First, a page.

7. I carry a sling that is long enough to make a harness out of (in case I need to rappel). This is also handy for anchor-building or a short toss to a swimmer. Don carries a sling that is 5 meters long. His acts as a mini throw rope, an anchor, or harness. The reason I don’t like the longer sling is that it feels too bulky in my PFD.
  8. I carry a belay/rappel device. This is probably overkill unless you often do runs with difficult access or with known rappels.

    kayaking, luck, superstition, lucky charm, what gear to carry while kayaking

    This is my piece of amber I carry in my PFD for luck! Silly, but it’s a nice mental crutch. Photo by Darcy Gaechter

  9. Good luck charm which for me is an old piece of amber I got in Nepal in 1998.
  10. Tow tether. There are a lot of debates right now around the safety of tow tethers. I think that mostpeople do not need one on their PFD; however, if you are an instructor or a serious expedition Class V kayaker, you should probably have one. The uses for tow tether could be 1.) towing an empty boat to shore. 2.) Live bait rescue 3.) Towing an unconscious person to shore. 4.) Clipping onto your kayak when you need to climb out in a tricky place and don’t want to let your boat go. The debate is that tow tethers are a risky entrapment issue that could cause harm or death to the paddler. A few ways to help mitigate this risk are 1.) Use a tether than can be tucked in a side pocket of your PFD (of course the pocket could open on accident so follow the below steps as well). 2.) Test that the release function works on your tow tether at least once every few outings. 3.) NEVER clip the carabiner end of your tow tether to a sewn, non-releasable part of your PFD. All tow tether-ready life jackets come with a quick release loop to clip your biner into, use this. And remember that your safety is #1, don’t clip onto something in a dangerous situation (i.e. don’t clip a swimmer’s boat in the middle of a Class IV rapid, better to wait until the calm water). And if there is any question in your mind if you can paddle in the conditions clipped onto a boat, don’t do it! It’s just a boat, and you are way more important.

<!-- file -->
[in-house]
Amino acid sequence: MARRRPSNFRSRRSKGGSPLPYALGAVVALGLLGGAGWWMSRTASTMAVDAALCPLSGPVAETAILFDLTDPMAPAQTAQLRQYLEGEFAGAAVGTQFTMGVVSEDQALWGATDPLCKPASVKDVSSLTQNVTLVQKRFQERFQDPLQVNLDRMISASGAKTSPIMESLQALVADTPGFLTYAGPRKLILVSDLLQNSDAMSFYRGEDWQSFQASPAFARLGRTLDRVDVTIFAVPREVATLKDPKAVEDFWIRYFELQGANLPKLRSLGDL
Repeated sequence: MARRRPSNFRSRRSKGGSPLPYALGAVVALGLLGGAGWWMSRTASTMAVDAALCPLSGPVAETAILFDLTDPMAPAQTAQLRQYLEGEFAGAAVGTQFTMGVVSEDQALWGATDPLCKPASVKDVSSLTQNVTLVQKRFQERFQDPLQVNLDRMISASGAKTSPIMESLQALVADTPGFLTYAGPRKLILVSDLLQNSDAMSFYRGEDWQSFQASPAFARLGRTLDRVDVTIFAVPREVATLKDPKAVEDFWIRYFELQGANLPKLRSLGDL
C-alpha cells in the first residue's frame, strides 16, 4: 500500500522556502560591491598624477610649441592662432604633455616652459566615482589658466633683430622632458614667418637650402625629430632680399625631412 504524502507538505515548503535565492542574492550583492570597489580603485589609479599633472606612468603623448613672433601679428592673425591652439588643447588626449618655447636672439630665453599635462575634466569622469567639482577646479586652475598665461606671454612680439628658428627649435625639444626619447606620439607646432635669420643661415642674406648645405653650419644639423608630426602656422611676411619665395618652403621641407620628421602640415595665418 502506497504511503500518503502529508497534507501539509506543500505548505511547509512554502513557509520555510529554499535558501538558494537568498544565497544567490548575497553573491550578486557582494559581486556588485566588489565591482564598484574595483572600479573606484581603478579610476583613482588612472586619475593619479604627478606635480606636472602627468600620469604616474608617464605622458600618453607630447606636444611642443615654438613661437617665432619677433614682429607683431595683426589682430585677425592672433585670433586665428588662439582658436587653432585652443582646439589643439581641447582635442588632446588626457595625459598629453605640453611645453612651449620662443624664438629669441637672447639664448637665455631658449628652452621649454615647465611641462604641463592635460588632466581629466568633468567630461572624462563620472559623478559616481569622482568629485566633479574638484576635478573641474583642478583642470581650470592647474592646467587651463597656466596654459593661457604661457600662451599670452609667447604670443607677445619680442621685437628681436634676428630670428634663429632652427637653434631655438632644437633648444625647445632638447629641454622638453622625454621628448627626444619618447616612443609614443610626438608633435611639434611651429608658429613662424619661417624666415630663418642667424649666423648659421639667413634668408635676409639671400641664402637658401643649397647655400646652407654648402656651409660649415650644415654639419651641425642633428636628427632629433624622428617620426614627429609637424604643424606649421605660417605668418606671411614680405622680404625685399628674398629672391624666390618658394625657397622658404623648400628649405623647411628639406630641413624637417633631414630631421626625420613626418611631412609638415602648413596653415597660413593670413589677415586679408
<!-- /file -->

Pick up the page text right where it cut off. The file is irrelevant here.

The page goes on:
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Don Beveridge looking tiny in comparison to “The Tunnel” on the Quijos River, Ecuador. Photo by Darcy Gaechter

Make sure you test the floatability of your PFD on a regular basis (preferably by jumping in on purpose, not swimming out of your kayak). Two things you are checking for:

  1. That you have not overloaded your PFD to the point it sinks. Things like throw ropes, chapstick and slings float or are neutrally buoyant so these things are okay, it’s the carabiners and other hardware that will make you sink.